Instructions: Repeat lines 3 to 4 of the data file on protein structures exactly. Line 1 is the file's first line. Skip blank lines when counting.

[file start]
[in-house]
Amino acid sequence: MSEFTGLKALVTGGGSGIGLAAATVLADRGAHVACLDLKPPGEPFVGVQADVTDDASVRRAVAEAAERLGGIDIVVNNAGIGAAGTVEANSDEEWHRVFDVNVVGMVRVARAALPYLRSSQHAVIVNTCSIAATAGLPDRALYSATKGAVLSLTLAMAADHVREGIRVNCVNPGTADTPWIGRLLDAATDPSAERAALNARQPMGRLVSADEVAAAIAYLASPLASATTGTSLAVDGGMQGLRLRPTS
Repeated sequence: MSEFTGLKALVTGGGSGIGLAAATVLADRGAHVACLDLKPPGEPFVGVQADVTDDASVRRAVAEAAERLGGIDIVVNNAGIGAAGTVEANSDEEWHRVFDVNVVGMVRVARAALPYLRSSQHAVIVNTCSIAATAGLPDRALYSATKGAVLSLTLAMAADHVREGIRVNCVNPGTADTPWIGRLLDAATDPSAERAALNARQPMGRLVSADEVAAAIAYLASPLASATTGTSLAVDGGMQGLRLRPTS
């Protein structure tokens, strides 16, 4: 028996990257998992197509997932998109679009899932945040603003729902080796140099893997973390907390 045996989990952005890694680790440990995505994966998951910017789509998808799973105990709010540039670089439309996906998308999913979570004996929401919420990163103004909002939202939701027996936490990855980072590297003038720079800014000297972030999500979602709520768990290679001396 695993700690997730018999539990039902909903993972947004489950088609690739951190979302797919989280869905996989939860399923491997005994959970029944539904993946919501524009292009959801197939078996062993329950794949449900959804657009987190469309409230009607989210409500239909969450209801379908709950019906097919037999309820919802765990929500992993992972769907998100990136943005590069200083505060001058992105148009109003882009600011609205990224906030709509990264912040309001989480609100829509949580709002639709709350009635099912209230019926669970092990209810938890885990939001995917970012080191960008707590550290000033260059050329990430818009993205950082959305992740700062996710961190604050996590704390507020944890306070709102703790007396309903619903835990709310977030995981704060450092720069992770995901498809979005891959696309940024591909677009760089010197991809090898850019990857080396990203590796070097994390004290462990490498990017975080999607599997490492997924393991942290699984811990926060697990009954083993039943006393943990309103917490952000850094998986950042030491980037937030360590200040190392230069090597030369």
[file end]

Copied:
Repeated sequence: MSEFTGLKALVTGGGSGIGLAAATVLADRGAHVACLDLKPPGEPFVGVQADVTDDASVRRAVAEAAERLGGIDIVVNNAGIGAAGTVEANSDEEWHRVFDVNVVGMVRVARAALPYLRSSQHAVIVNTCSIAATAGLPDRALYSATKGAVLSLTLAMAADHVREGIRVNCVNPGTADTPWIGRLLDAATDPSAERAALNARQPMGRLVSADEVAAAIAYLASPLASATTGTSLAVDGGMQGLRLRPTS
């Protein structure tokens, strides 16, 4: 028996990257998992197509997932998109679009899932945040603003729902080796140099893997973390907390 045996989990952005890694680790440990995505994966998951910017789509998808799973105990709010540039670089439309996906998308999913979570004996929401919420990163103004909002939202939701027996936490990855980072590297003038720079800014000297972030999500979602709520768990290679001396 695993700690997730018999539990039902909903993972947004489950088609690739951190979302797919989280869905996989939860399923491997005994959970029944539904993946919501524009292009959801197939078996062993329950794949449900959804657009987190469309409230009607989210409500239909969450209801379908709950019906097919037999309820919802765990929500992993992972769907998100990136943005590069200083505060001058992105148009109003882009600011609205990224906030709509990264912040309001989480609100829509949580709002639709709350009635099912209230019926669970092990209810938890885990939001995917970012080191960008707590550290000033260059050329990430818009993205950082959305992740700062996710961190604050996590704390507020944890306070709102703790007396309903619903835990709310977030995981704060450092720069992770995901498809979005891959696309940024591909677009760089010197991809090898850019990857080396990203590796070097994390004290462990490498990017975080999607599997490492997924393991942290699984811990926060697990009954083993039943006393943990309103917490952000850094998986950042030491980037937030360590200040190392230069090597030369």